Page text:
Santorum, referring to rivals, asks: “Can they be trusted?”

GOP presidential candidate Rick Santorum was the last of six candidates to speak this evening at the Iowa Faith & Freedom Coalition banquet in Des Moines.  “Are you numb yet?” Santorum asked when he got behind the microphone. “…”This is my 5433 trip to Iowa — just a little exaggeration.”

Santorum noted he has visited 78 of Iowa’s 99 counties and soon suggested this is the choice for Iowa Republicans who are evaluating the candidates: “Can they be trusted?”

Santorum suggested “a lot of policy prescriptions” had been offered by the five other candidates this evening, but Santorum asked: “Did they fight those fights when they had the opportunity?”

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Paul cites Bible to make case on monetary policy

GOP presidential candidate Ron Paul is the fifth of six candidates scheduled to speak at tonight’s Iowa Faith & Freedom Coalition event.  He began by talking about kings.

“We have drifted in the direction of accepting a king in Washington, D.C. and I would like to undermine this,” Paul said. “….We need more family values, more governance by the family, not by the United States Government.”  The crowd applauded that declaration.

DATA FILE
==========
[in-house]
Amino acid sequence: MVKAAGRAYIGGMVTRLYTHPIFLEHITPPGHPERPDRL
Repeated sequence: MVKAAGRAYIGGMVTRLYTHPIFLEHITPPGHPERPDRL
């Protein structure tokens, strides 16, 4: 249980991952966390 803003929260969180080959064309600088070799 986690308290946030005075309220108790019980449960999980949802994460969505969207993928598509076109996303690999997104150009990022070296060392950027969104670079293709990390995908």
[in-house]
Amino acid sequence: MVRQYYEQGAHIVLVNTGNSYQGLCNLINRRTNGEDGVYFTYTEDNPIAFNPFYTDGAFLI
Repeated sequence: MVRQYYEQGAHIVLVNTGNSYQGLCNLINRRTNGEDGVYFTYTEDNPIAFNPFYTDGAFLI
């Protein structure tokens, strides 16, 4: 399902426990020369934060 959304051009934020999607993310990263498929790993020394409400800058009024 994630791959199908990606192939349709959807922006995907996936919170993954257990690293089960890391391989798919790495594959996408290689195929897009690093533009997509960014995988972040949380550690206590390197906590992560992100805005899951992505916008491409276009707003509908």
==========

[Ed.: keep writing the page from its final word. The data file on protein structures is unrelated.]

Paul quoted from I Timothy 5:8, where it says anyone who doesn’t care for his own family has denied the faith and “is worse than an unbeliever.”

“There are dozens of quotations in the Bible telling us we should have honest money.” Paul said. 

When asked (as all the other candidates have been) about “abortion on demand” and traditional marriage, Paul said: “Traditional marriage is obviously between a man and a woman and I have supported the Defense of Marriage Act.”

“…As an OB doctor, I know when life begins.”  Paul also touted his “We the People Act” which he has filed in congress to remove the jurisdiction on “all these issues from the federal courts.”

“I know it’s tempting to wait for the courts to be changed and the amendment to be passed, but it’s taking too long,” Paul said.

Gingrich seems to get loudest applause of night

GOP presidential candidate Newt Gingrich is the fourth candidate to speak tonight at the Iowa Faith & Freedom Coalition event, and the crowd seemed very engaged by his remarks.

Gingrich repeated his call for seven, three-hour-long debates with President Obama.  “To be fair, I would agree that he can use a teleprompter,” Gingrich joked.  The crowd laughed and applauded.  “After all, if you had to spend an entire three-hour debate defending ObamaCare, wouldn’t you want to have the help of a teleprompter?”

When asked about “abortion on demand” Gingrich referred to a policy paper at about the judiciary and “activist” judges.

As one of the hosts of the event posed his question (in the same way he has to the previous candidates), Gingrich joked he had heard the question before.  There was laughter. State Senator Jerry Behn, the fellow asking questions on behalf of the Iowa Energy Forum, offered up an apology, said he was just trying to be fair to the candidates.

“You’re not some news guy,” Gingrich quipped.

Gingrich got a huge response from the crowd at the end of his remarks.